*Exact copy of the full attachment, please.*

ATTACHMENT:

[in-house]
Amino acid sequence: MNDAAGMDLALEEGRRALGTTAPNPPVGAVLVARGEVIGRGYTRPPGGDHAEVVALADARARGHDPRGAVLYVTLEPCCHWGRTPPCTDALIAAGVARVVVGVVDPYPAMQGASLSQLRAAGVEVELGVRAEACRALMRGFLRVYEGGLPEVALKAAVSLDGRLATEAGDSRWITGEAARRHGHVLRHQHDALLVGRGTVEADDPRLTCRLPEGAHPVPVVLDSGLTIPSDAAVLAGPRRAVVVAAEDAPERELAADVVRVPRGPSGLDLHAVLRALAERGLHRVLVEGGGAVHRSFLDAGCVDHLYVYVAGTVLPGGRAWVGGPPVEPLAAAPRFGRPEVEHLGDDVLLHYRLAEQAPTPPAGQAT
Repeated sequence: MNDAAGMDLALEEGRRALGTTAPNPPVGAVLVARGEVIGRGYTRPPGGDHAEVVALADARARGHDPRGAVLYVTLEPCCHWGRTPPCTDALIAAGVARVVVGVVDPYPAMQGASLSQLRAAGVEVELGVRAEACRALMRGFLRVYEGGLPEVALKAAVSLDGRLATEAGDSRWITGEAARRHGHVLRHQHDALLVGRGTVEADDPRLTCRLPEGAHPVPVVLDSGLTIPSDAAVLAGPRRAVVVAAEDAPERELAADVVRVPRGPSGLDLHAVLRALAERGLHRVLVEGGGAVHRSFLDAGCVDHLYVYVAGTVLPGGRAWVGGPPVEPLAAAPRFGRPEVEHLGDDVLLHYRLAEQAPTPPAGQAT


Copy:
[in-house]
Amino acid sequence: MNDAAGMDLALEEGRRALGTTAPNPPVGAVLVARGEVIGRGYTRPPGGDHAEVVALADARARGHDPRGAVLYVTLEPCCHWGRTPPCTDALIAAGVARVVVGVVDPYPAMQGASLSQLRAAGVEVELGVRAEACRALMRGFLRVYEGGLPEVALKAAVSLDGRLATEAGDSRWITGEAARRHGHVLRHQHDALLVGRGTVEADDPRLTCRLPEGAHPVPVVLDSGLTIPSDAAVLAGPRRAVVVAAEDAPERELAADVVRVPRGPSGLDLHAVLRALAERGLHRVLVEGGGAVHRSFLDAGCVDHLYVYVAGTVLPGGRAWVGGPPVEPLAAAPRFGRPEVEHLGDDVLLHYRLAEQAPTPPAGQAT
Repeated sequence: MNDAAGMDLALEEGRRALGTTAPNPPVGAVLVARGEVIGRGYTRPPGGDHAEVVALADARARGHDPRGAVLYVTLEPCCHWGRTPPCTDALIAAGVARVVVGVVDPYPAMQGASLSQLRAAGVEVELGVRAEACRALMRGFLRVYEGGLPEVALKAAVSLDGRLATEAGDSRWITGEAARRHGHVLRHQHDALLVGRGTVEADDPRLTCRLPEGAHPVPVVLDSGLTIPSDAAVLAGPRRAVVVAAEDAPERELAADVVRVPRGPSGLDLHAVLRALAERGLHRVLVEGGGAVHRSFLDAGCVDHLYVYVAGTVLPGGRAWVGGPPVEPLAAAPRFGRPEVEHLGDDVLLHYRLAEQAPTPPAGQAT